Recently, some apprentices have contacted us to say that they haven’t been treated fairly at work. This is concerning, not just for those apprentices and their employers, but for anyone who might want to do an apprenticeship in the future. Since the number of young people undertaking apprenticeships has dropped 20 per cent in the last year, Australia needs them more than ever.

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Both employers and employees need to reach an agreement where they can mutually benefit, otherwise the apprenticeship ultimately becomes a burden for both parties. We believe everybody has the right to fair work, so we’ve written this guide to help current and future apprentices find out what they should expect from employers.

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The Basic Entitlements

Apprentices must be afforded the same basic entitlements as all other employees: sick leave, annual leave, public holidays and breaks. Apprentices are also paid for the training they do at a Registered Trade Organisation (RTO), such as TAFE or trade school. Upon the beginning of employment, the apprentice and employer must come to an agreement on how regularly the apprentice will attend training.

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Pay

There are school-based apprenticeships, regular apprenticeships and adult apprenticeships (for people 21 years and older). A first-year apprentice carpenter should get a minimum award wage of $424.48 a week, but different types of apprenticeships and different trades will have different rates of pay. Each year you progress through your apprenticeship, rates of pay increase, and in some cases an apprentice can progress faster than yearly.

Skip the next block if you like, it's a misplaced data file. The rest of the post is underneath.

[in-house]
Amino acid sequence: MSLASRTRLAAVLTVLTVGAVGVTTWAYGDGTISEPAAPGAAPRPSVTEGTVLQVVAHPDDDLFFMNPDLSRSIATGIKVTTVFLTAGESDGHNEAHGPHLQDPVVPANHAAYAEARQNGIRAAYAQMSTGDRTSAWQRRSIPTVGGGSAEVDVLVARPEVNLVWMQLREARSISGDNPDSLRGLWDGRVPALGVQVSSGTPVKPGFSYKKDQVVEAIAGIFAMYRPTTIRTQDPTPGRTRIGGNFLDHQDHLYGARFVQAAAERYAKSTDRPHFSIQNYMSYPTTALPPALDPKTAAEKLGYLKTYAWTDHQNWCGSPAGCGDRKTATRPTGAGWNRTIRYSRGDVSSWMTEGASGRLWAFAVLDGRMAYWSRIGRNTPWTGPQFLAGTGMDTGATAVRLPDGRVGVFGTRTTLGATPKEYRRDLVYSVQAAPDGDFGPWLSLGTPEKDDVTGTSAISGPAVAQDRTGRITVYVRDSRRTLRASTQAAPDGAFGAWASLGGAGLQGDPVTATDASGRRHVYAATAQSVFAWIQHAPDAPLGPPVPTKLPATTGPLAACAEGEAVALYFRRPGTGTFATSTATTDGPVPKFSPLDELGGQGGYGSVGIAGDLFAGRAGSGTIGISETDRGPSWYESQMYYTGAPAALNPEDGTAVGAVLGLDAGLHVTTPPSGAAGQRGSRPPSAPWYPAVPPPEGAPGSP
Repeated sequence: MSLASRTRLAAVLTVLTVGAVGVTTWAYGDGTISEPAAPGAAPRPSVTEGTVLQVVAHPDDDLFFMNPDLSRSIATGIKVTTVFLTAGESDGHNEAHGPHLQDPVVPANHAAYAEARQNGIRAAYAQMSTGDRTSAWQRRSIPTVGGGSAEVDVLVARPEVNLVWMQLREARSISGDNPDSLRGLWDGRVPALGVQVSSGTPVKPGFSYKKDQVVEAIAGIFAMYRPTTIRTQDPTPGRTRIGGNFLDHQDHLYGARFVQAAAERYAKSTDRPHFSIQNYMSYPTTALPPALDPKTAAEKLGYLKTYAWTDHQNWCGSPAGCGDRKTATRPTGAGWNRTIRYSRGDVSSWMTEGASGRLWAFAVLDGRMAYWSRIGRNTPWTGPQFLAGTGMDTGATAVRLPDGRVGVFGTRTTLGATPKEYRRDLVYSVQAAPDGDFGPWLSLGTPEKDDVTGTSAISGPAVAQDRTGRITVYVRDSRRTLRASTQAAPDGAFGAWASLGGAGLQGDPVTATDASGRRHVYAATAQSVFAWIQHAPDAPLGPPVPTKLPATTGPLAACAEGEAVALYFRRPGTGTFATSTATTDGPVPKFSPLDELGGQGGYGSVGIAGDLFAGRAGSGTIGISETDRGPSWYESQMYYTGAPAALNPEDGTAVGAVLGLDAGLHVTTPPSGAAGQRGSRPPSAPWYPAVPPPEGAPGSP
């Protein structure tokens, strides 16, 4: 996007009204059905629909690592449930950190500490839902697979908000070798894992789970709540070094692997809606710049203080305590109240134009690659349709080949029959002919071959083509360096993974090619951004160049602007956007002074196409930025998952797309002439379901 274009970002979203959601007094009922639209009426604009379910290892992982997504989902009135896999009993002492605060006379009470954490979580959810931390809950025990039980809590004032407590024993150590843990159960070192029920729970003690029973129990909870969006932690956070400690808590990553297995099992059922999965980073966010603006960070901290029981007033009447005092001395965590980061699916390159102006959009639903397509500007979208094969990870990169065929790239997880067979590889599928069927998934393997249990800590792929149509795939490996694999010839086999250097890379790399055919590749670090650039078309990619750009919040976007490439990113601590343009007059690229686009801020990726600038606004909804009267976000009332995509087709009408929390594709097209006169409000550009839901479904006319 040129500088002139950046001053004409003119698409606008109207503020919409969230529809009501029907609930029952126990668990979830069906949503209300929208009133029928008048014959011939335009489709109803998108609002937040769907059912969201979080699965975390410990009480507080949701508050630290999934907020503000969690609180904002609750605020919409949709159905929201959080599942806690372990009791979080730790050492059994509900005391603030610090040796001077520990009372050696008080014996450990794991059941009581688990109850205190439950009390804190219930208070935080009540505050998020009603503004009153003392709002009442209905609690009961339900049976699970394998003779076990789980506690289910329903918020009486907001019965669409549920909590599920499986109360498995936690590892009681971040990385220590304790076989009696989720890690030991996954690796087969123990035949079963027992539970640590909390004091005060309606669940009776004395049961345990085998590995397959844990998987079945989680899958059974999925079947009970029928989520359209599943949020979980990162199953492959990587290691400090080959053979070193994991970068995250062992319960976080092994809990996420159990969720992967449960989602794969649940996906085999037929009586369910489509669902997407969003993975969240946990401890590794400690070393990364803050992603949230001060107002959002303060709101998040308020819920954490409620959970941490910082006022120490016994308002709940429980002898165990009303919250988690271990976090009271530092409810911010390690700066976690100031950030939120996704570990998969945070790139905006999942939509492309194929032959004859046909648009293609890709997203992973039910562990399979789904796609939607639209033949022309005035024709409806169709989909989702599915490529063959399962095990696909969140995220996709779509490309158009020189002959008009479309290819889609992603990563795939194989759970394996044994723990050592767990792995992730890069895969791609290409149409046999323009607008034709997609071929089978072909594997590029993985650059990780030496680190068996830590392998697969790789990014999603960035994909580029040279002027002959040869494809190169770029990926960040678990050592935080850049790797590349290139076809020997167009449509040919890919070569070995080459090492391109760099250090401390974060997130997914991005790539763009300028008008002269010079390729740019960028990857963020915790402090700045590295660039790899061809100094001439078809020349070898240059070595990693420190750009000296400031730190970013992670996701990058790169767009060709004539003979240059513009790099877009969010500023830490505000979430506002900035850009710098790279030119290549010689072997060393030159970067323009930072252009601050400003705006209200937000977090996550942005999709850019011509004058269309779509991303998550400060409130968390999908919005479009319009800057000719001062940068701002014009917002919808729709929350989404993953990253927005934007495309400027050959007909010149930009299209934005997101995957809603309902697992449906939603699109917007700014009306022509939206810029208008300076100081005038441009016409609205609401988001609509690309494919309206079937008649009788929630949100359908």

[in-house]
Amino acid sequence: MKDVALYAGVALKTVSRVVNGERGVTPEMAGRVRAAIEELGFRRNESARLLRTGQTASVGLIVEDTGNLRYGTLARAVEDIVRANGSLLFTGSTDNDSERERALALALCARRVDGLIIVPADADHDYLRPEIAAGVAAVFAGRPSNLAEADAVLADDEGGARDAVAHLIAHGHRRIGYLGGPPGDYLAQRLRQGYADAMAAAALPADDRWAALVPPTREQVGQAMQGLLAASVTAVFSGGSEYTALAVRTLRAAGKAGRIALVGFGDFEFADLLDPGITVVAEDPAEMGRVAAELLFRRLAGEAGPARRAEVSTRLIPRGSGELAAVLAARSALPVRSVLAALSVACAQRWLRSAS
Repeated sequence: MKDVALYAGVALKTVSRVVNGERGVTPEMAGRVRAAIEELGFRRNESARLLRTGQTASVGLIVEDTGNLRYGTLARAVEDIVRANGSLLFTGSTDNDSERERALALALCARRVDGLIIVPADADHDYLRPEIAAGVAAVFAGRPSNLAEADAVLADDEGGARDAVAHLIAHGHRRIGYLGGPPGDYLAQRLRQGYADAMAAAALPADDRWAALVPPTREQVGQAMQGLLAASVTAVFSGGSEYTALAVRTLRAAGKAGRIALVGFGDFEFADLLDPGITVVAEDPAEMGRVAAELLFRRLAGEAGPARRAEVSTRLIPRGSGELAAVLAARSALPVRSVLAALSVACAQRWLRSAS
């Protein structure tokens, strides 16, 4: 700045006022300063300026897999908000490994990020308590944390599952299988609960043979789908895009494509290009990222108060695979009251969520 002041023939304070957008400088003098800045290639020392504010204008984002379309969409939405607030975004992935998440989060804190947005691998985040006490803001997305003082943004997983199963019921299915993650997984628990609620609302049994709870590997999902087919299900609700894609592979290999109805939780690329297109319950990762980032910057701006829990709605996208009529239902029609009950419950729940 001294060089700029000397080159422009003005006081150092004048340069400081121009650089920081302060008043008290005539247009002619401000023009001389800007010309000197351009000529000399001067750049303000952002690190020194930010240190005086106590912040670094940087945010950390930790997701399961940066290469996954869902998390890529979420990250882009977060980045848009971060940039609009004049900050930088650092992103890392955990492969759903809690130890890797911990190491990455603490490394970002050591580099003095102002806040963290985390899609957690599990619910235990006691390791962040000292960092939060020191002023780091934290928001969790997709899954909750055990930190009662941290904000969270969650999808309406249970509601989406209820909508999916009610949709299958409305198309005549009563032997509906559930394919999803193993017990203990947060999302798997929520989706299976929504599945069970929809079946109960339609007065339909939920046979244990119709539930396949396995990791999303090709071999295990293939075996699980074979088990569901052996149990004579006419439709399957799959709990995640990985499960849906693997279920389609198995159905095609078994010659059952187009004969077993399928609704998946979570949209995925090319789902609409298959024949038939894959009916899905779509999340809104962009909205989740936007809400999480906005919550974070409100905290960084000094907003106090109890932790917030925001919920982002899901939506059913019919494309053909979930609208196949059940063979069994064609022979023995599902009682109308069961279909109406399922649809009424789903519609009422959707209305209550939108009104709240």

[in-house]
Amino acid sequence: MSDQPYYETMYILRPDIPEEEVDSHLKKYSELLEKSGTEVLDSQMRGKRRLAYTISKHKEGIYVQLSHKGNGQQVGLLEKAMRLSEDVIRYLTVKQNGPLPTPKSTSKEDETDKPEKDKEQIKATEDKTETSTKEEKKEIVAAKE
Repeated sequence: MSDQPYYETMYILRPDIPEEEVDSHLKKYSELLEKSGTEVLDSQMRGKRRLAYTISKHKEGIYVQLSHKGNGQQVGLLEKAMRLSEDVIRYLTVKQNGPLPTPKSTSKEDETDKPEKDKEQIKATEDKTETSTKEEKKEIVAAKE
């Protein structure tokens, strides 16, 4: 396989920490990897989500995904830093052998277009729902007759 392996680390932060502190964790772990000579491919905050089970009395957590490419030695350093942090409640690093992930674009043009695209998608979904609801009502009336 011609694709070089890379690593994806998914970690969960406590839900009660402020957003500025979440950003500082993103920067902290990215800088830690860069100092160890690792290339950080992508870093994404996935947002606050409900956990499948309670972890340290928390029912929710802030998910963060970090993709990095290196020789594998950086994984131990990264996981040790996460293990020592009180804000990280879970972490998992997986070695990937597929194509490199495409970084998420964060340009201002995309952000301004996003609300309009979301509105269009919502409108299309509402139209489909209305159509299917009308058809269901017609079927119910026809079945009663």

The Australian government’s pay calculator can help you figure out your award wage.

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Ending your apprenticeship

Whether you’re being dismissed or you’ve decided to leave your employer, you need to give each other notice. The minimum notice periods are as follows:

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One thing worth noting is that if you give more notice than required, your employer can choose to only let you work the minimum notice period. This means if you’re a first year apprentice and you give 4 weeks notice, your employer can say they only need you for 1 week.

Depending on your relationship with your employer, it might be worth waiting until the last week (or minimum notice period) comes along before quitting. The employer can also choose to pay out the notice period, rather than having the employee work.

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If you think you’ve been hard done by

If you think you’ve been treated unfairly by your employer, or your employer hasn’t honoured the legal requirements of the apprenticeship, you might want to check out the Fair Work Ombudsman’s website. Once you figure out the rules, you decide whether you want to make a claim against your employer.

As we said though, Australia needs more apprentices, so know your rights and dig in!

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If you want to know more about getting an apprenticeship, check out Australian Apprenticeships.

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